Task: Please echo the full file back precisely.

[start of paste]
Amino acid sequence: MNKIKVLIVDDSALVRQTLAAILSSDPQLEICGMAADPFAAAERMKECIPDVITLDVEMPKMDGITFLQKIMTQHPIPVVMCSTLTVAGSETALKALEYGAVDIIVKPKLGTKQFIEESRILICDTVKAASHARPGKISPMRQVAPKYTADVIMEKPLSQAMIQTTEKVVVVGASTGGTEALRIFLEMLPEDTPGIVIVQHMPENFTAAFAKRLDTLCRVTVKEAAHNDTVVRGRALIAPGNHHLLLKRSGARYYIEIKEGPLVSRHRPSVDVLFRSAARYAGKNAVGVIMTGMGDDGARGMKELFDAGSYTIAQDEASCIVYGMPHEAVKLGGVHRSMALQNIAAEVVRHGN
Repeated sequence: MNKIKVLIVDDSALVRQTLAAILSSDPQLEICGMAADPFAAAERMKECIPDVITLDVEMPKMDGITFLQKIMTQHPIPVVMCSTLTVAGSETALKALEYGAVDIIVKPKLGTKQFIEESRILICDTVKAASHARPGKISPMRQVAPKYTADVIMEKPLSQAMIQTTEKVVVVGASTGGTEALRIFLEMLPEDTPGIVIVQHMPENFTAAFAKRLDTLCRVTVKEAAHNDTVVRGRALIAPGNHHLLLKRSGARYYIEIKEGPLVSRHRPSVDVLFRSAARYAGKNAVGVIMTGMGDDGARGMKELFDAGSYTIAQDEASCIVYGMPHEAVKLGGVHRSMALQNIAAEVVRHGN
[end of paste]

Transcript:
Amino acid sequence: MNKIKVLIVDDSALVRQTLAAILSSDPQLEICGMAADPFAAAERMKECIPDVITLDVEMPKMDGITFLQKIMTQHPIPVVMCSTLTVAGSETALKALEYGAVDIIVKPKLGTKQFIEESRILICDTVKAASHARPGKISPMRQVAPKYTADVIMEKPLSQAMIQTTEKVVVVGASTGGTEALRIFLEMLPEDTPGIVIVQHMPENFTAAFAKRLDTLCRVTVKEAAHNDTVVRGRALIAPGNHHLLLKRSGARYYIEIKEGPLVSRHRPSVDVLFRSAARYAGKNAVGVIMTGMGDDGARGMKELFDAGSYTIAQDEASCIVYGMPHEAVKLGGVHRSMALQNIAAEVVRHGN
Repeated sequence: MNKIKVLIVDDSALVRQTLAAILSSDPQLEICGMAADPFAAAERMKECIPDVITLDVEMPKMDGITFLQKIMTQHPIPVVMCSTLTVAGSETALKALEYGAVDIIVKPKLGTKQFIEESRILICDTVKAASHARPGKISPMRQVAPKYTADVIMEKPLSQAMIQTTEKVVVVGASTGGTEALRIFLEMLPEDTPGIVIVQHMPENFTAAFAKRLDTLCRVTVKEAAHNDTVVRGRALIAPGNHHLLLKRSGARYYIEIKEGPLVSRHRPSVDVLFRSAARYAGKNAVGVIMTGMGDDGARGMKELFDAGSYTIAQDEASCIVYGMPHEAVKLGGVHRSMALQNIAAEVVRHGN